Twitter Risks Fraying When Engineers Quit Over Musk Upheaval

Elon Musk’s management bombing of Twitter has so thinned the ranks of the software engineers who keep it running that programmers who were fired or terminated this week say Twitter could soon fray enough that it could actually crash. Musk ended a very public argument with nearly two dozen programmers over how to proceed by ordering their firing. Hundreds of engineers then quit after he gave anyone who wasn’t “extremely hardcore” until Thursday to leave the ship on severance pay. The latest round of departures means the platform is shedding staff as it prepares for the 2022 FIFA World Cup, one of the busiest events on Twitter, which begins Sunday.

Elon Musk’s management bombing on Twitter has so thinned the ranks of the software engineers who power the world’s de facto public sphere that industry insiders and programmers who have been fired or resigned this week agree: Twitter could soon fray as badly as it might actually crash.

Musk ended a very public row with nearly two dozen programmers over his microblogging platform revamp earlier this week by ordering their firing. Hundreds of engineers and other workers then quit after he demanded they commit to “extremely hard” work or quit with severance pay by Thursday night.

The latest departures mean the platform is shedding staff as it prepares for the 2022 FIFA World Cup, which opens on Sunday. It’s one of Twitter’s busiest events when tweet surges tax its systems.

“It looks like he’s going to blow up Twitter,” said Robert Graham, a veteran cybersecurity entrepreneur. “I can’t imagine the lights not going out any moment” — although many recently retired Twitter employees predicted a more gradual demise.

Hundreds of employees signaled they were leaving before Thursday’s deadline and posted farewell messages, a greeting emoji or other familiar symbols on the company’s internal Slack messaging board, according to employees who still have access. Dozens also took to Twitter publicly to announce their departure.

Earlier in the week, some were so angry at Musk’s perceived recklessness that they took to Twitter to insult the Tesla and Space X CEO. “Kiss my ass Elon,” said one engineer, adding traces of lipstick. She had been fired.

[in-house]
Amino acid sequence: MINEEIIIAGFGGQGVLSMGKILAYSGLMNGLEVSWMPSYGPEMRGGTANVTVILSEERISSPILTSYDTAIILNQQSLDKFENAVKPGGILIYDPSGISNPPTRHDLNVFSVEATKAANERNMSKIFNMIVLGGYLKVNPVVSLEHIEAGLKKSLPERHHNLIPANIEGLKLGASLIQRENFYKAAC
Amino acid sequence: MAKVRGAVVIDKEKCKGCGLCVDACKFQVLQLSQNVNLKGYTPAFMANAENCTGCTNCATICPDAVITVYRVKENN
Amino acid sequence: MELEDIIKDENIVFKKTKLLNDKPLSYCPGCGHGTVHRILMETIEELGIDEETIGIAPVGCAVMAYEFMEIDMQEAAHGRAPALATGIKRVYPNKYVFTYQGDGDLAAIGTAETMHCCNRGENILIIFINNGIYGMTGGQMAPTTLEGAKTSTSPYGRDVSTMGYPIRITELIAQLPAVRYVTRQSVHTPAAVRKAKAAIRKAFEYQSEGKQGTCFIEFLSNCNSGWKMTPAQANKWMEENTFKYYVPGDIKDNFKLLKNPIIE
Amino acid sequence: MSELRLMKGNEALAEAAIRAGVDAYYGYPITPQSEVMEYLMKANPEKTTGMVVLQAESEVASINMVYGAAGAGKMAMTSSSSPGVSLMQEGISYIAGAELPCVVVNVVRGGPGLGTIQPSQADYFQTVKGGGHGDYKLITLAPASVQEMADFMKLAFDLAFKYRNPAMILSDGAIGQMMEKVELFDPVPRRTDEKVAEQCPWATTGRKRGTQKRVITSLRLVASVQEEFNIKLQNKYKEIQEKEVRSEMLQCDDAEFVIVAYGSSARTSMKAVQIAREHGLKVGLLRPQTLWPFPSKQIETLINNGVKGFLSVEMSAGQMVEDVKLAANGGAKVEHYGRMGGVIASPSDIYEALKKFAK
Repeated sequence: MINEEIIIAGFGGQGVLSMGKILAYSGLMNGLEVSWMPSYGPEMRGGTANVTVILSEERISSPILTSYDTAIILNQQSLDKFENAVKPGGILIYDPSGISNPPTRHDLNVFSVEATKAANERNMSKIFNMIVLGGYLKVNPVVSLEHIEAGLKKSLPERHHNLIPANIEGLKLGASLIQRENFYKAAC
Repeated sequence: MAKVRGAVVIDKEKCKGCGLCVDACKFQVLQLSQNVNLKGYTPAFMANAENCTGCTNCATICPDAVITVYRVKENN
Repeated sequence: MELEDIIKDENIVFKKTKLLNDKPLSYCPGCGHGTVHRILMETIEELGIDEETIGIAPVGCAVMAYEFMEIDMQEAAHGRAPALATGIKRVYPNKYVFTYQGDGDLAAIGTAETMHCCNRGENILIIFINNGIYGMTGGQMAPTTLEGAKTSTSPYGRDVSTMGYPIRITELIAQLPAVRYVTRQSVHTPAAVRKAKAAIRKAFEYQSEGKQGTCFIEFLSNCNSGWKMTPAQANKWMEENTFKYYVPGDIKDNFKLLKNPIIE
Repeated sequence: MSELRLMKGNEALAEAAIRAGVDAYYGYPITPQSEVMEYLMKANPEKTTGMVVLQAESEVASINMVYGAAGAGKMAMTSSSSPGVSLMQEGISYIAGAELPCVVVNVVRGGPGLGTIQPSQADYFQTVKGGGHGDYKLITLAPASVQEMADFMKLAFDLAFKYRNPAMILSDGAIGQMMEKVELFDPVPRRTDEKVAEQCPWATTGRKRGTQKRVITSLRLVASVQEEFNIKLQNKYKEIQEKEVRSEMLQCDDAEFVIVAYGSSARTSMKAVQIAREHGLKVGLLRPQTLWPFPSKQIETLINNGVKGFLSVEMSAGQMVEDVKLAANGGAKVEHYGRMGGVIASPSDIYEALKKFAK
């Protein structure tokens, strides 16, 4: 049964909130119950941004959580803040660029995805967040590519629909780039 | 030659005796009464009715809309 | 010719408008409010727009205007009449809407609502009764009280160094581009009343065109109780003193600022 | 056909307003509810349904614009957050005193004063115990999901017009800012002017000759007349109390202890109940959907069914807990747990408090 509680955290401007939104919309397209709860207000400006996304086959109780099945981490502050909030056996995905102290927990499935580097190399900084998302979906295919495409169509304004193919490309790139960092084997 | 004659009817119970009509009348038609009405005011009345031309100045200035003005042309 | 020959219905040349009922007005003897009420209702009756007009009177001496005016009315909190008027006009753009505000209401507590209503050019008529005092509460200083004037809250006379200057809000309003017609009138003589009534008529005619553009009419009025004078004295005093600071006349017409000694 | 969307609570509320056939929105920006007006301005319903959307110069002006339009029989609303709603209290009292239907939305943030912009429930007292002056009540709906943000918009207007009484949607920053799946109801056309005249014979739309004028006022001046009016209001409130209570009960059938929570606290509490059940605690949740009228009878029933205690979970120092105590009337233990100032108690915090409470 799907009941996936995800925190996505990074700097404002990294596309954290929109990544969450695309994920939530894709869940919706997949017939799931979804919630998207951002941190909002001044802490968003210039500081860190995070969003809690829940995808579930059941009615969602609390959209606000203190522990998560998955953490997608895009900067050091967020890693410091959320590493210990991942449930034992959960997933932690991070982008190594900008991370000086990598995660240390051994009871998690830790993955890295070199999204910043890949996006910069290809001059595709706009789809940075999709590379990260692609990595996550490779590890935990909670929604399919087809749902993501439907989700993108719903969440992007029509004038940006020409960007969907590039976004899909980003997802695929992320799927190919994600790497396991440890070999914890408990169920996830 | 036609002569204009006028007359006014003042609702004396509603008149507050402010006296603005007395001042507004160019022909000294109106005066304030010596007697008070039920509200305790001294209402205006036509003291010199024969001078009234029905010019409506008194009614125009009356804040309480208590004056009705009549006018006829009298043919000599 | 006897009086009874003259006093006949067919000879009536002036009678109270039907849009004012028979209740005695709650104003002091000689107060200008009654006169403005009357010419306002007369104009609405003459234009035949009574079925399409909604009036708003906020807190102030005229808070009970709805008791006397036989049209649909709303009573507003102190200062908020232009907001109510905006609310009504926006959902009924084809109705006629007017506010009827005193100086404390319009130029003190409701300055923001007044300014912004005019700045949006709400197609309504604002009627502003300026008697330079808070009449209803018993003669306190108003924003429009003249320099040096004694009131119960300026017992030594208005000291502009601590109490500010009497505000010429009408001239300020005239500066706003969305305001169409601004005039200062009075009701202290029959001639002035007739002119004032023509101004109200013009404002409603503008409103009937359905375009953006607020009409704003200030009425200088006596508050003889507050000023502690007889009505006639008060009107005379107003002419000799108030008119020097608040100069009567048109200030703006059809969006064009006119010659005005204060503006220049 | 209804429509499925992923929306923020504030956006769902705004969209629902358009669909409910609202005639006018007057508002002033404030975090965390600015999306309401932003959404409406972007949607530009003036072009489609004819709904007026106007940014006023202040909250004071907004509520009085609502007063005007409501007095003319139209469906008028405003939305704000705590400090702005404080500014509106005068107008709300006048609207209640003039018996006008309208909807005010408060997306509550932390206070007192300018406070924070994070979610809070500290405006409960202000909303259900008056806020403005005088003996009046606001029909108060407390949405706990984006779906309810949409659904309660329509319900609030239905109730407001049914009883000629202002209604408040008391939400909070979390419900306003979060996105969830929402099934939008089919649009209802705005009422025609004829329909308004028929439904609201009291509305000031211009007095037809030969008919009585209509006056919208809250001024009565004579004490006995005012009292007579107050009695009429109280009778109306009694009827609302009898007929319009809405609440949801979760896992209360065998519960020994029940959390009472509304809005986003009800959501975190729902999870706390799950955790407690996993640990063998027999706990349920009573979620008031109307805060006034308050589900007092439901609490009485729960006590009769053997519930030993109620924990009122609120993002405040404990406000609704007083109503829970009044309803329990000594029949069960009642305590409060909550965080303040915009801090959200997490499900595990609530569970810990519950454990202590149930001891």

Twitter leadership sent an unsigned email after Thursday’s deadline, saying offices were closed through Monday and access to employee badges was disabled. No reason was given, according to two employees who received the email – one who took the severance pay, one who is still on the payroll. They spoke on condition of anonymity for fear of retribution.

Having a trusted phalanx of Tesla programmers by his side as he browsed a formerly sociable workspace didn’t seem to bother Musk.

“The best people stay so I’m not too worried,” he tweeted Thursday night. But it soon became clear that some key programming teams had been thoroughly gutted.

To show how close he is to programmers, Musk sent all-hands emails on Friday saying “anyone who actually writes software” at 2 p.m. to his command post at 10 a.m. on Thursday, but still received Company Emails.

After acquiring Twitter less than three weeks ago, Musk laid off half of the company’s 7,500 full-time employees and a untold number of contractors responsible for moderating content and other key duties. Then came this week’s ultimatum.

Three techs who left this week have described to The Associated Press why they expect significant inconvenience to Twitter’s more than 230 million users now that well over two-thirds of Twitter’s core service techs are gone before Musk. While they don’t anticipate a near-term collapse, Twitter could get very rough around the edges — particularly if Musk makes major changes without much off-platform testing.

Signs of fraying could be seen ahead of Thursday’s mass exit. People reported seeing more spam and scams on their feeds and in their direct messages. Engineers reported dropped tweets. People were getting strange error messages.

Nevertheless, nothing important was broken. Still.

“There’s a pool of bets on when that happens,” said one of the engineers, who all spoke on condition of anonymity for fear of retaliation from Musk, which could impact their careers and finances.

Another said if Twitter has closed servers and “high volume suddenly hits, it might crash”.

“The World Cup is the biggest event for Twitter. That’s the first thing you learn when you get on Twitter,” he said.

Twitter’s trending pages have already suffered from previous curation staff layoffs. The tech fireworks began Tuesday when Musk announced on Twitter that he had begun shutting down “microservices” that he believed were unnecessary “bloatware.”

“Less than 20% is actually needed to make Twitter work!” he tweeted.

That drew objections from engineers, who told Musk he had no idea what he was talking about.